Doug Downey


2020

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Stolen Probability: A Structural Weakness of Neural Language Models
David Demeter | Gregory Kimmel | Doug Downey
Proceedings of the 58th Annual Meeting of the Association for Computational Linguistics

Neural Network Language Models (NNLMs) generate probability distributions by applying a softmax function to a distance metric formed by taking the dot product of a prediction vector with all word vectors in a high-dimensional embedding space. The dot-product distance metric forms part of the inductive bias of NNLMs. Although NNLMs optimize well with this inductive bias, we show that this results in a sub-optimal ordering of the embedding space that structurally impoverishes some words at the expense of others when assigning probability. We present numerical, theoretical and empirical analyses which show that words on the interior of the convex hull in the embedding space have their probability bounded by the probabilities of the words on the hull.

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SPECTER: Document-level Representation Learning using Citation-informed Transformers
Arman Cohan | Sergey Feldman | Iz Beltagy | Doug Downey | Daniel Weld
Proceedings of the 58th Annual Meeting of the Association for Computational Linguistics

Representation learning is a critical ingredient for natural language processing systems. Recent Transformer language models like BERT learn powerful textual representations, but these models are targeted towards token- and sentence-level training objectives and do not leverage information on inter-document relatedness, which limits their document-level representation power. For applications on scientific documents, such as classification and recommendation, accurate embeddings of documents are a necessity. We propose SPECTER, a new method to generate document-level embedding of scientific papers based on pretraining a Transformer language model on a powerful signal of document-level relatedness: the citation graph. Unlike existing pretrained language models, Specter can be easily applied to downstream applications without task-specific fine-tuning. Additionally, to encourage further research on document-level models, we introduce SciDocs, a new evaluation benchmark consisting of seven document-level tasks ranging from citation prediction, to document classification and recommendation. We show that Specter outperforms a variety of competitive baselines on the benchmark.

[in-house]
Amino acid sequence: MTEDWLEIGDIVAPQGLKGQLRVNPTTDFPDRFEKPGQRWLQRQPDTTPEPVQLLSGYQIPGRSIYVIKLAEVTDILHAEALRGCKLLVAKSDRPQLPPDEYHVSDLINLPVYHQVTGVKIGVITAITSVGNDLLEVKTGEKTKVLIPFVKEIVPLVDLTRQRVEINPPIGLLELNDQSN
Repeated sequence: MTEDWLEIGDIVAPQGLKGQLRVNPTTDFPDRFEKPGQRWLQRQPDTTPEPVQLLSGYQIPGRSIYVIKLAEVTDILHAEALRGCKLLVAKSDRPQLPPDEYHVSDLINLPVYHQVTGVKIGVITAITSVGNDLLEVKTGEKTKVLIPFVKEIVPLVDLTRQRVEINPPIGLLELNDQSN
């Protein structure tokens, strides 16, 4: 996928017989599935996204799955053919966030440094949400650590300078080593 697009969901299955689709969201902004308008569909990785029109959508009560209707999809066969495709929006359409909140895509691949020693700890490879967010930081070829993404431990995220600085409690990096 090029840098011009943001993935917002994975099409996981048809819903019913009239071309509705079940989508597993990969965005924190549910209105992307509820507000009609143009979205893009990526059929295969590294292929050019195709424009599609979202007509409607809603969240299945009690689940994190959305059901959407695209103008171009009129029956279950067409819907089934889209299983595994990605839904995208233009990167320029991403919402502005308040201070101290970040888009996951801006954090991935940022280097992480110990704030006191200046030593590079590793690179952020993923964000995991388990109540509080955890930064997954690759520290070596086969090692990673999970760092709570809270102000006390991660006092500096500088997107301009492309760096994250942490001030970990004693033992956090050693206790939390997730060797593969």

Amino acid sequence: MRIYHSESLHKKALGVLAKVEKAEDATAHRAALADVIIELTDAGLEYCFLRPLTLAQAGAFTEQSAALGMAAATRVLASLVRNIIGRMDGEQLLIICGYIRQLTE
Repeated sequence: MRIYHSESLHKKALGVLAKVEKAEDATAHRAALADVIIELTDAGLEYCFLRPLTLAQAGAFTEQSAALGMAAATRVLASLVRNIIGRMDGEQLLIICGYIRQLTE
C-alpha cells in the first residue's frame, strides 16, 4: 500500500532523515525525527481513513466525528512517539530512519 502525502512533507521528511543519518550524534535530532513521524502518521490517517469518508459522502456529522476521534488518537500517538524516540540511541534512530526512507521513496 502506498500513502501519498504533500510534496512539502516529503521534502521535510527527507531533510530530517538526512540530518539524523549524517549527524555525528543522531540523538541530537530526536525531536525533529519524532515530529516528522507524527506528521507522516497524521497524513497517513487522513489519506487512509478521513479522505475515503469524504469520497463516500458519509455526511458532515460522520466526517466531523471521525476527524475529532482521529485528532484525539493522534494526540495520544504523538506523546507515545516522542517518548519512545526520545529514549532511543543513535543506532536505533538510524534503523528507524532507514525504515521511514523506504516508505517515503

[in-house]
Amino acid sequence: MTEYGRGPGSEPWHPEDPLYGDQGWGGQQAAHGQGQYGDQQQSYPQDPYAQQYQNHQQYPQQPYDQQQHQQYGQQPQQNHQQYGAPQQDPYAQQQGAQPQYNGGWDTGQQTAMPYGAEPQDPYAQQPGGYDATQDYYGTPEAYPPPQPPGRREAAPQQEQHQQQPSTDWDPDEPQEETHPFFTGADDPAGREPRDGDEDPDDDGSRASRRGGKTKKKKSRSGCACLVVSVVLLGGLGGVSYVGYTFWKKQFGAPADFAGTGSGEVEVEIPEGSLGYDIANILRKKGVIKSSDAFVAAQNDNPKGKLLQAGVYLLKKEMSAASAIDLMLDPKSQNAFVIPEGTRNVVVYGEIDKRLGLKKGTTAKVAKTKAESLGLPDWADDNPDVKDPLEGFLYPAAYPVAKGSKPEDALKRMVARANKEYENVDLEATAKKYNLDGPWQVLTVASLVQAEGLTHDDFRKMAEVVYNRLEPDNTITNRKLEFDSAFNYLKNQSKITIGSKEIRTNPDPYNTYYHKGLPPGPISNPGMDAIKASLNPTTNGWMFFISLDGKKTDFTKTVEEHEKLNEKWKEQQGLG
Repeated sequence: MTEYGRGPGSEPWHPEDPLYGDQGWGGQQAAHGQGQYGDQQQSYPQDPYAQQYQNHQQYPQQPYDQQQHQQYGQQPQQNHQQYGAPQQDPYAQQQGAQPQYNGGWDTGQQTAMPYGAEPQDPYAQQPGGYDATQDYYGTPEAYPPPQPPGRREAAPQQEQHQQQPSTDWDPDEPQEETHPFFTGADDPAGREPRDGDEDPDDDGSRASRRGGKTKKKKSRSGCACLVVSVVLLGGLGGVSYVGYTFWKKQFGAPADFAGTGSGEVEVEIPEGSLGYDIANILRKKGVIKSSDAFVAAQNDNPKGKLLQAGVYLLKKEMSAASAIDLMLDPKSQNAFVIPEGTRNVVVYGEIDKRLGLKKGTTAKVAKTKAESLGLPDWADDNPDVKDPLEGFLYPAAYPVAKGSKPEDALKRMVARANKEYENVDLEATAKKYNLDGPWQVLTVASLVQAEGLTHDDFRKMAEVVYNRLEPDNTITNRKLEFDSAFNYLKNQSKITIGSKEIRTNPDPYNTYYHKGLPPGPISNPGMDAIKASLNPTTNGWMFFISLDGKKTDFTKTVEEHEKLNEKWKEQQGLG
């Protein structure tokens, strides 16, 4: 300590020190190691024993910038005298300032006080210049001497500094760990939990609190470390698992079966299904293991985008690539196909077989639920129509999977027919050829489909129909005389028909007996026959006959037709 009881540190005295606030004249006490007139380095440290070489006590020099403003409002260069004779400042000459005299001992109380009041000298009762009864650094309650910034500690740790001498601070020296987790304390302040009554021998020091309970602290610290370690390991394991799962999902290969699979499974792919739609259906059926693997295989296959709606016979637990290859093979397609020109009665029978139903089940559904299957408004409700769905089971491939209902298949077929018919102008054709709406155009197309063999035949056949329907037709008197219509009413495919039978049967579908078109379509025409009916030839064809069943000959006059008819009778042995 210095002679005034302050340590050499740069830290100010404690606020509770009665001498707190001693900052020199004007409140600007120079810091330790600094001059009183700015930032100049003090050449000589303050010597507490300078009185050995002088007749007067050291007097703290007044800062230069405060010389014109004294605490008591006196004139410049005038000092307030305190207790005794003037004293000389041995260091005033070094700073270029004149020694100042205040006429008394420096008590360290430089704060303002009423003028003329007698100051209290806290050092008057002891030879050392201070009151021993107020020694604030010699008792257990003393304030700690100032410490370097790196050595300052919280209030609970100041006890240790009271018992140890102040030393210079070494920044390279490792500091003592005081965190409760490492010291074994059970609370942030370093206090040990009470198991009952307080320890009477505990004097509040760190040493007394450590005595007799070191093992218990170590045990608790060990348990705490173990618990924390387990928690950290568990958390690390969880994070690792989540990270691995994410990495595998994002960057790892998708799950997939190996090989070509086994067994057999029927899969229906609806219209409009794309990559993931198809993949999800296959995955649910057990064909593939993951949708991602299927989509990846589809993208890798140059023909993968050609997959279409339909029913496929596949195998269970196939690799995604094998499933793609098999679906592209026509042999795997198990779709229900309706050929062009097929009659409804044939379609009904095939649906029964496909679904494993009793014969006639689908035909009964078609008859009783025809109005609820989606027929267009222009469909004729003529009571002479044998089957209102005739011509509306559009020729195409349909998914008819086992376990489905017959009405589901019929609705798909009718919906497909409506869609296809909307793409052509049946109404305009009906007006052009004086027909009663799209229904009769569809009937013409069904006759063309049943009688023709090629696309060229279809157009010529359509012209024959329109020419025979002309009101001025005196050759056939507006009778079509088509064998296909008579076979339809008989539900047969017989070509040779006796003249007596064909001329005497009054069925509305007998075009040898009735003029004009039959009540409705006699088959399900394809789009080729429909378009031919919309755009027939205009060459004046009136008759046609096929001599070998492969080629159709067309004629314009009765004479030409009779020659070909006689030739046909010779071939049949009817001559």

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Don’t Stop Pretraining: Adapt Language Models to Domains and Tasks
Suchin Gururangan | Ana Marasović | Swabha Swayamdipta | Kyle Lo | Iz Beltagy | Doug Downey | Noah A. Smith
Proceedings of the 58th Annual Meeting of the Association for Computational Linguistics

Language models pretrained on text from a wide variety of sources form the foundation of today’s NLP. In light of the success of these broad-coverage models, we investigate whether it is still helpful to tailor a pretrained model to the domain of a target task. We present a study across four domains (biomedical and computer science publications, news, and reviews) and eight classification tasks, showing that a second phase of pretraining in-domain (domain-adaptive pretraining) leads to performance gains, under both high- and low-resource settings. Moreover, adapting to the task’s unlabeled data (task-adaptive pretraining) improves performance even after domain-adaptive pretraining. Finally, we show that adapting to a task corpus augmented using simple data selection strategies is an effective alternative, especially when resources for domain-adaptive pretraining might be unavailable. Overall, we consistently find that multi-phase adaptive pretraining offers large gains in task performance.

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Generative Data Augmentation for Commonsense Reasoning
Yiben Yang | Chaitanya Malaviya | Jared Fernandez | Swabha Swayamdipta | Ronan Le Bras | Ji-Ping Wang | Chandra Bhagavatula | Yejin Choi | Doug Downey
Findings of the Association for Computational Linguistics: EMNLP 2020